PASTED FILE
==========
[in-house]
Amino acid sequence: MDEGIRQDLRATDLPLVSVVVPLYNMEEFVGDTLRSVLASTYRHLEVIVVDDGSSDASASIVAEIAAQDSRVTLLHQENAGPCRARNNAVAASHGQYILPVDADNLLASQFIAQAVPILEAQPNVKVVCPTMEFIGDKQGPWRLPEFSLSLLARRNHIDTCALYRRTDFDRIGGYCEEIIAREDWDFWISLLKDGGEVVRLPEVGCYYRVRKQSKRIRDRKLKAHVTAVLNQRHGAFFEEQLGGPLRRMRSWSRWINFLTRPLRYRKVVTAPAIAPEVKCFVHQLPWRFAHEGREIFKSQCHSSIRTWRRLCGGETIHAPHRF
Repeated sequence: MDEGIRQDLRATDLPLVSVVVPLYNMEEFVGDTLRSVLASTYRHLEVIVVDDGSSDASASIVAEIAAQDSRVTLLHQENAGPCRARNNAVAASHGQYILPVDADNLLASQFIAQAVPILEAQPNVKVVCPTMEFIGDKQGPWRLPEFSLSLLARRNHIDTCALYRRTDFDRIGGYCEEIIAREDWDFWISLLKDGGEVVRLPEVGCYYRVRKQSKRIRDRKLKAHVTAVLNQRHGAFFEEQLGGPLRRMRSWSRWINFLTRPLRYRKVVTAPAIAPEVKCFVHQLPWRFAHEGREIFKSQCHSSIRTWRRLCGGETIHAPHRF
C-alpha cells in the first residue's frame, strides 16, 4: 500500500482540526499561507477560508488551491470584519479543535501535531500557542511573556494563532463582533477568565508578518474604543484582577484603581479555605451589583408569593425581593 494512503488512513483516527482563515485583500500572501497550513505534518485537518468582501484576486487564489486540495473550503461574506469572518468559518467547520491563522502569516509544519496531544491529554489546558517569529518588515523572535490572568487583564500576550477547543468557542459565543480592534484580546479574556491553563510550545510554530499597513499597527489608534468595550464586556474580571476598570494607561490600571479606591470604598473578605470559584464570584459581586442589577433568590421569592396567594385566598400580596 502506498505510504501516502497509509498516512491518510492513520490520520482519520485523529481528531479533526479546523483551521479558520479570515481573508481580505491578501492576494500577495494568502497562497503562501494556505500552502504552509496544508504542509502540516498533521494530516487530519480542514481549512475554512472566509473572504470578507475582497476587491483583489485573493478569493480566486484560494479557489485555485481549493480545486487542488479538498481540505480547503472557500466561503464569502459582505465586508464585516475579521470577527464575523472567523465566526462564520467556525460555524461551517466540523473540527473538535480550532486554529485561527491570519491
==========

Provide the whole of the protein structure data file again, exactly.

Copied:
[in-house]
Amino acid sequence: MDEGIRQDLRATDLPLVSVVVPLYNMEEFVGDTLRSVLASTYRHLEVIVVDDGSSDASASIVAEIAAQDSRVTLLHQENAGPCRARNNAVAASHGQYILPVDADNLLASQFIAQAVPILEAQPNVKVVCPTMEFIGDKQGPWRLPEFSLSLLARRNHIDTCALYRRTDFDRIGGYCEEIIAREDWDFWISLLKDGGEVVRLPEVGCYYRVRKQSKRIRDRKLKAHVTAVLNQRHGAFFEEQLGGPLRRMRSWSRWINFLTRPLRYRKVVTAPAIAPEVKCFVHQLPWRFAHEGREIFKSQCHSSIRTWRRLCGGETIHAPHRF
Repeated sequence: MDEGIRQDLRATDLPLVSVVVPLYNMEEFVGDTLRSVLASTYRHLEVIVVDDGSSDASASIVAEIAAQDSRVTLLHQENAGPCRARNNAVAASHGQYILPVDADNLLASQFIAQAVPILEAQPNVKVVCPTMEFIGDKQGPWRLPEFSLSLLARRNHIDTCALYRRTDFDRIGGYCEEIIAREDWDFWISLLKDGGEVVRLPEVGCYYRVRKQSKRIRDRKLKAHVTAVLNQRHGAFFEEQLGGPLRRMRSWSRWINFLTRPLRYRKVVTAPAIAPEVKCFVHQLPWRFAHEGREIFKSQCHSSIRTWRRLCGGETIHAPHRF
C-alpha cells in the first residue's frame, strides 16, 4: 500500500482540526499561507477560508488551491470584519479543535501535531500557542511573556494563532463582533477568565508578518474604543484582577484603581479555605451589583408569593425581593 494512503488512513483516527482563515485583500500572501497550513505534518485537518468582501484576486487564489486540495473550503461574506469572518468559518467547520491563522502569516509544519496531544491529554489546558517569529518588515523572535490572568487583564500576550477547543468557542459565543480592534484580546479574556491553563510550545510554530499597513499597527489608534468595550464586556474580571476598570494607561490600571479606591470604598473578605470559584464570584459581586442589577433568590421569592396567594385566598400580596 502506498505510504501516502497509509498516512491518510492513520490520520482519520485523529481528531479533526479546523483551521479558520479570515481573508481580505491578501492576494500577495494568502497562497503562501494556505500552502504552509496544508504542509502540516498533521494530516487530519480542514481549512475554512472566509473572504470578507475582497476587491483583489485573493478569493480566486484560494479557489485555485481549493480545486487542488479538498481540505480547503472557500466561503464569502459582505465586508464585516475579521470577527464575523472567523465566526462564520467556525460555524461551517466540523473540527473538535480550532486554529485561527491570519491